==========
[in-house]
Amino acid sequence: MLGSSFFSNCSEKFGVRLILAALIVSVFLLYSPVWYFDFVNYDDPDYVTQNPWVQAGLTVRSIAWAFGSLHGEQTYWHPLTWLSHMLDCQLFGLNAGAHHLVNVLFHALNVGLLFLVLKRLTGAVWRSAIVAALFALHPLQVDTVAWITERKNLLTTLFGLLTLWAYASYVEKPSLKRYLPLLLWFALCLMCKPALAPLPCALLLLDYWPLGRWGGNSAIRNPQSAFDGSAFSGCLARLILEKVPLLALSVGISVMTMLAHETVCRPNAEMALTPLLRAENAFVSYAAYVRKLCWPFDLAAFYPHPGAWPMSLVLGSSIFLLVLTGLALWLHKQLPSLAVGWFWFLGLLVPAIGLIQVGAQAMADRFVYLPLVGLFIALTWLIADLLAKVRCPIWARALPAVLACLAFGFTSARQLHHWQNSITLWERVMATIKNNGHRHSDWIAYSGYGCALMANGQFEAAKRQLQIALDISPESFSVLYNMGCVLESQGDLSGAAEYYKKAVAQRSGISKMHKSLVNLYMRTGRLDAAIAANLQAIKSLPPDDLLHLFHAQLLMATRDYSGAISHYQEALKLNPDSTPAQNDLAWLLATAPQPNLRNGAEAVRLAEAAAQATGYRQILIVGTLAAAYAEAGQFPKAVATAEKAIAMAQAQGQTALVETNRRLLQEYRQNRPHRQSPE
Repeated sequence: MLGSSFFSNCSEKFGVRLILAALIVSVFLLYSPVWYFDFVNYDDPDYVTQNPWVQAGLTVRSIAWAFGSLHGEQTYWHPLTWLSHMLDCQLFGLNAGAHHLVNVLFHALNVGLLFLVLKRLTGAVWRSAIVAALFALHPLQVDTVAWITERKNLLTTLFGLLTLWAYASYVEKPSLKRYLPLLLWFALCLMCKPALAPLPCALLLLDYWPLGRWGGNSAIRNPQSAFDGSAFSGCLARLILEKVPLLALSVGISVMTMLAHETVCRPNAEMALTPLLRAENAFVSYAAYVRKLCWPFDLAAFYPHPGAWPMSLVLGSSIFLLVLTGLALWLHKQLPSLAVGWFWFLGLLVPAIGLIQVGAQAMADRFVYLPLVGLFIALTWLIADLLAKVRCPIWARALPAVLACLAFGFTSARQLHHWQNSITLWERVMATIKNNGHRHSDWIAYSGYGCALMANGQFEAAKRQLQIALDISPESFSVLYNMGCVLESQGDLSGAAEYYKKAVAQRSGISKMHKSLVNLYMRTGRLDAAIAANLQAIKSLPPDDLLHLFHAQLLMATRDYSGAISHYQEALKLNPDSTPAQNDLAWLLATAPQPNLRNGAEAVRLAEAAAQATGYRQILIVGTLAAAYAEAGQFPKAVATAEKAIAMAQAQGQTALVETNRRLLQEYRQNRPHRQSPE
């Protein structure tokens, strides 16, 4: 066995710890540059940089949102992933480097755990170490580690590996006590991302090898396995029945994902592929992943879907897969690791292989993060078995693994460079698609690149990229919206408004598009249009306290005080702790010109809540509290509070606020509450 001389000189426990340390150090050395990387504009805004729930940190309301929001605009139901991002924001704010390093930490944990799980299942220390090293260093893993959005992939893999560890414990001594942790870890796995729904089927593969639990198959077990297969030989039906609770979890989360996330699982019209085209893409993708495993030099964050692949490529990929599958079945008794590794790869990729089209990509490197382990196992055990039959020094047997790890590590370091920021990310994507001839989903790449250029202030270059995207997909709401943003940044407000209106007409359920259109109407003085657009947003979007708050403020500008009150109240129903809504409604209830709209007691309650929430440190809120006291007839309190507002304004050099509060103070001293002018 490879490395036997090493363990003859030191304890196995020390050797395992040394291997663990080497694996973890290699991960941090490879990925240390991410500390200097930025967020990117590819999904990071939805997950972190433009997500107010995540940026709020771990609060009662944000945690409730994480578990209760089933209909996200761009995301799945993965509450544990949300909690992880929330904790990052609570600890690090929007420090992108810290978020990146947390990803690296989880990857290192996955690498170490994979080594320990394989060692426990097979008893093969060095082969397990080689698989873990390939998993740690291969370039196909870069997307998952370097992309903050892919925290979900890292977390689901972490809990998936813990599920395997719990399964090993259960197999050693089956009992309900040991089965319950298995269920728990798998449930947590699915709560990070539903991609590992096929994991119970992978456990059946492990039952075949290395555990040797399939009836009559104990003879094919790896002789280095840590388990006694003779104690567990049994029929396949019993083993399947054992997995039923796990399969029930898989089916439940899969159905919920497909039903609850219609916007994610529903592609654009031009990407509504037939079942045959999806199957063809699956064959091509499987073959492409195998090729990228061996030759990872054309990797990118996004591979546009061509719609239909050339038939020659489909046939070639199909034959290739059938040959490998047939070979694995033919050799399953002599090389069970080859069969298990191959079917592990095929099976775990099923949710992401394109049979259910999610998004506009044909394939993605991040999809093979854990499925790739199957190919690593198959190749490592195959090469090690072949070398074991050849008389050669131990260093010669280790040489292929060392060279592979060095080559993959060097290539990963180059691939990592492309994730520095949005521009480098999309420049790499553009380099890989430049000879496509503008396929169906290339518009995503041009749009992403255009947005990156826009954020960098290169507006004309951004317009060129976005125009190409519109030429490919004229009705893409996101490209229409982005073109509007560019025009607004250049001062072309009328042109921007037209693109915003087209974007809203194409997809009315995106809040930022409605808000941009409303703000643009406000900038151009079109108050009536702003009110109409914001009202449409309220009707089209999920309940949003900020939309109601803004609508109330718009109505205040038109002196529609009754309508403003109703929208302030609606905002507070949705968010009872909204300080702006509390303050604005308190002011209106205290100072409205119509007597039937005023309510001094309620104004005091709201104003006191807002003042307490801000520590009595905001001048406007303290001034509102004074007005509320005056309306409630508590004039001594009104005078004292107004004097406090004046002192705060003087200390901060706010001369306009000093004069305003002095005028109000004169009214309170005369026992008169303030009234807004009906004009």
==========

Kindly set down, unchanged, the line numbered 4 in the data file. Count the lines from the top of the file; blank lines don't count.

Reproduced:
């Protein structure tokens, strides 16, 4: 066995710890540059940089949102992933480097755990170490580690590996006590991302090898396995029945994902592929992943879907897969690791292989993060078995693994460079698609690149990229919206408004598009249009306290005080702790010109809540509290509070606020509450 001389000189426990340390150090050395990387504009805004729930940190309301929001605009139901991002924001704010390093930490944990799980299942220390090293260093893993959005992939893999560890414990001594942790870890796995729904089927593969639990198959077990297969030989039906609770979890989360996330699982019209085209893409993708495993030099964050692949490529990929599958079945008794590794790869990729089209990509490197382990196992055990039959020094047997790890590590370091920021990310994507001839989903790449250029202030270059995207997909709401943003940044407000209106007409359920259109109407003085657009947003979007708050403020500008009150109240129903809504409604209830709209007691309650929430440190809120006291007839309190507002304004050099509060103070001293002018 490879490395036997090493363990003859030191304890196995020390050797395992040394291997663990080497694996973890290699991960941090490879990925240390991410500390200097930025967020990117590819999904990071939805997950972190433009997500107010995540940026709020771990609060009662944000945690409730994480578990209760089933209909996200761009995301799945993965509450544990949300909690992880929330904790990052609570600890690090929007420090992108810290978020990146947390990803690296989880990857290192996955690498170490994979080594320990394989060692426990097979008893093969060095082969397990080689698989873990390939998993740690291969370039196909870069997307998952370097992309903050892919925290979900890292977390689901972490809990998936813990599920395997719990399964090993259960197999050693089956009992309900040991089965319950298995269920728990798998449930947590699915709560990070539903991609590992096929994991119970992978456990059946492990039952075949290395555990040797399939009836009559104990003879094919790896002789280095840590388990006694003779104690567990049994029929396949019993083993399947054992997995039923796990399969029930898989089916439940899969159905919920497909039903609850219609916007994610529903592609654009031009990407509504037939079942045959999806199957063809699956064959091509499987073959492409195998090729990228061996030759990872054309990797990118996004591979546009061509719609239909050339038939020659489909046939070639199909034959290739059938040959490998047939070979694995033919050799399953002599090389069970080859069969298990191959079917592990095929099976775990099923949710992401394109049979259910999610998004506009044909394939993605991040999809093979854990499925790739199957190919690593198959190749490592195959090469090690072949070398074991050849008389050669131990260093010669280790040489292929060392060279592979060095080559993959060097290539990963180059691939990592492309994730520095949005521009480098999309420049790499553009380099890989430049000879496509503008396929169906290339518009995503041009749009992403255009947005990156826009954020960098290169507006004309951004317009060129976005125009190409519109030429490919004229009705893409996101490209229409982005073109509007560019025009607004250049001062072309009328042109921007037209693109915003087209974007809203194409997809009315995106809040930022409605808000941009409303703000643009406000900038151009079109108050009536702003009110109409914001009202449409309220009707089209999920309940949003900020939309109601803004609508109330718009109505205040038109002196529609009754309508403003109703929208302030609606905002507070949705968010009872909204300080702006509390303050604005308190002011209106205290100072409205119509007597039937005023309510001094309620104004005091709201104003006191807002003042307490801000520590009595905001001048406007303290001034509102004074007005509320005056309306409630508590004039001594009104005078004292107004004097406090004046002192705060003087200390901060706010001369306009000093004069305003002095005028109000004169009214309170005369026992008169303030009234807004009906004009």